When a Japanese bank opened its offices in the Waldorf Astoria, they visited the Ohara center to choose someone to install flower arrangements in its windows on Park Avenue. They chose Marcella. We subsequently traveled to Japan, where in Kobe we were warmly received by Mr. Ohara, a living national treasure. He invited Marcella to a private demonstration of arrangements he was creating that would be photographed for a book, a unique privilege that startled our Japanese friends. It was the spring of 1969. In the fall of that year Marcella gave her first cooking class in our New York apartment kitchen. She never ceased to wonder whether she might not have been happier if instead of teaching Italian cooking, we had been able to return to Kobe and to Mr. Ohara.

Marcella Hazan Longboat Key

From her first years in the university, teaching was what Marcella prepared for and intended to do. It could have been mathematics, biology, chemistry, all of which she taught in Italy. It could have been flower arrangement. It became cooking. She didn't think of herself as a cook, and hated to be described as a chef. "I cook only for family and friends," she said. "Others I teach." She so loved to teach that if even a casual acquaintance would say, "I don't know how to make pasta," she would say, "Come up to my kitchen and I'll show you." And she did. She gave hours upon hours of unpaid private instruction. Her deepest regret was having had to retire from teaching after we moved to Longboat Key in 1999. Not too many weeks before her death, in September, when she could not stand unassisted, she asked me if I couldn't organize private classes that she could give in her kitchen to two or three persons.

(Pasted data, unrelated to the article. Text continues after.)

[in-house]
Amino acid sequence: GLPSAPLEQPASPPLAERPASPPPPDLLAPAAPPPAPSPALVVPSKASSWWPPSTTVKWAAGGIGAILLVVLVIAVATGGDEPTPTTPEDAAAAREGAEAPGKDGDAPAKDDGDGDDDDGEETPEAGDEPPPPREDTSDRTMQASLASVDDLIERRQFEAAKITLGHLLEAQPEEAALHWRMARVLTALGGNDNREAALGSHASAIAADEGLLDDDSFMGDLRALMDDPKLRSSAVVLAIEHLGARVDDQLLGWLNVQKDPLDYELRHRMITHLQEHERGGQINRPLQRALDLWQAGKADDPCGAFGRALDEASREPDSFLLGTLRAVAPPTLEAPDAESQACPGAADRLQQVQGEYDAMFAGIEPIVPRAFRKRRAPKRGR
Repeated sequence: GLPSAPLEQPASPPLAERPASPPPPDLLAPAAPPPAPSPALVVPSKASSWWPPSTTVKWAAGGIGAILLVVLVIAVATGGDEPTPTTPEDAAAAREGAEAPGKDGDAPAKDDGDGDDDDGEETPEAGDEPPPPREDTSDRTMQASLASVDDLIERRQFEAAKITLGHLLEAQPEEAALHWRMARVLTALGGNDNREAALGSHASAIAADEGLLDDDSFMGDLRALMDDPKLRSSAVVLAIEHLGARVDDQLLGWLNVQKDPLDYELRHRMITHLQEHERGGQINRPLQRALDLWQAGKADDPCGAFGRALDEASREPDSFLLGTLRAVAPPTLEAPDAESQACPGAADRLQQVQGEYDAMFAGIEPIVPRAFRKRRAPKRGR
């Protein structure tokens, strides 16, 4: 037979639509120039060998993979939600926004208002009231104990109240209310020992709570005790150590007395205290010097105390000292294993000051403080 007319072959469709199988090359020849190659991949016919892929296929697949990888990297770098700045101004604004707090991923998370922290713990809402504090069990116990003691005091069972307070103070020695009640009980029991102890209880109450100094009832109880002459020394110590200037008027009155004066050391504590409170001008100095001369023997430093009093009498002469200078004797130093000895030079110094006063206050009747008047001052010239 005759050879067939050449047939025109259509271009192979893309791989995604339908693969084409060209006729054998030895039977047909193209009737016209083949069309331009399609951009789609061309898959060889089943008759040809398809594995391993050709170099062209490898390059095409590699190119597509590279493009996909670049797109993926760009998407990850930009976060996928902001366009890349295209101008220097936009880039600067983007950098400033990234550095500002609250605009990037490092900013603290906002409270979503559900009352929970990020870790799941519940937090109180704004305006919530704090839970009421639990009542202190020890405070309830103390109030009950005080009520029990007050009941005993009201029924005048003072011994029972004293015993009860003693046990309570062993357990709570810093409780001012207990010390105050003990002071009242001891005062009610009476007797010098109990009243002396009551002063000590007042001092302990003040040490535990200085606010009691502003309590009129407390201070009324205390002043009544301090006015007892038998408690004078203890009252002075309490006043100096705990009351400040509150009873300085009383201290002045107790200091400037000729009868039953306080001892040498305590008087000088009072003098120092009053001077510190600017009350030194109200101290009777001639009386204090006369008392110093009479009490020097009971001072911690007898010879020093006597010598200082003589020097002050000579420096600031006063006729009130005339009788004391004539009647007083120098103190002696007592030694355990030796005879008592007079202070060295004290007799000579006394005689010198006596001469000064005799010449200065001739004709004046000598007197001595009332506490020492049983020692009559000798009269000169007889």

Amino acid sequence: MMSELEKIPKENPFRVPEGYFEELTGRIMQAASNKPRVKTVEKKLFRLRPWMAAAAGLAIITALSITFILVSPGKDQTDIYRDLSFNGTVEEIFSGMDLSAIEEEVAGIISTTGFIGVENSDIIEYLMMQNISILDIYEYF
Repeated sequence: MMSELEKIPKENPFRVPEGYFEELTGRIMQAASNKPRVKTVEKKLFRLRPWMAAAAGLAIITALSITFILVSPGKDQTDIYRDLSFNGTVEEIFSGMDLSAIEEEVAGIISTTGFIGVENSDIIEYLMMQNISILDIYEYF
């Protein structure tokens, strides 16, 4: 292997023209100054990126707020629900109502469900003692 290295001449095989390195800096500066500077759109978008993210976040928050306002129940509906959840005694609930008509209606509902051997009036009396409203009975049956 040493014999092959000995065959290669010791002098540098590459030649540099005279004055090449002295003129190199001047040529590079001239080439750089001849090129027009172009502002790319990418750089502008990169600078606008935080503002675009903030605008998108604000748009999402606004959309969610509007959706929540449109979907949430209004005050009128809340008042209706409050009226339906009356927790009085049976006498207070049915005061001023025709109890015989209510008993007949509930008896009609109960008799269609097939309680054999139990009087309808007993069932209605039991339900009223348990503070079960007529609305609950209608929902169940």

Many people, including some who had never met her, accused Marcella of being gruff or grumpy. Marcella was always, invariably, direct. She said exactly what she believed. She knew what she thought was right, she knew what she thought was wrong, and had little patience for anything in between. It grieved her that so many people who came to her classes had such a skewed idea of how to cook. "Cooking is based on common sense," she used to say. "Don't use unnecessary ingredients, don't cover up flavor with spices, it is just as important to leave something out, as it is to put something in."

Marcella Hazan Longboat Key

One of the facets of Marcella's character that she usually kept out of public view, so that it largely escaped notice, is what could be described as her impish girlishness. She was mischievous and loved making faces, especially when a photographer was about to snap her. She was a superb mimic, although she never exposed her mimicry to its subject. She was funny, but she didn't tolerate gossip or malice. She was described as a heavy bourbon drinker, yet she never took a sip of alcohol except with food. In fact, she adored wine and had an acutely perceptive nose for it, but its acidity made her ill.

Marcella started smoking when she was in her teens, smoked for the next 70-plus years, and loved every puff. Smoke corroded her lungs and blocked her arteries. She knew it, but she accepted it because it gave her pleasure. The last week of her life her doctor forbade her to inhale even one puff.

"He is so dumb," she said. "I am 89 and I have enjoyed cigarettes all my long life, why should I suffer now just to stay alive a few extra months?"

On her last Sunday morning, Marcella got out of bed and on her walker to go to the bathroom. Halfway there she called me. "My legs aren't holding me up," she said. "I'll take you," I said, and I grasped her arms. She slipped into my arms for a moment, then slipped from them to the floor, and quietly slipped out of life.

Click here to see a slideshow of photos from Victor and Marcella's life together. >>

This article appears in the February 2014 issue of Sarasota Magazine. Like what you read? Click here to subscribe.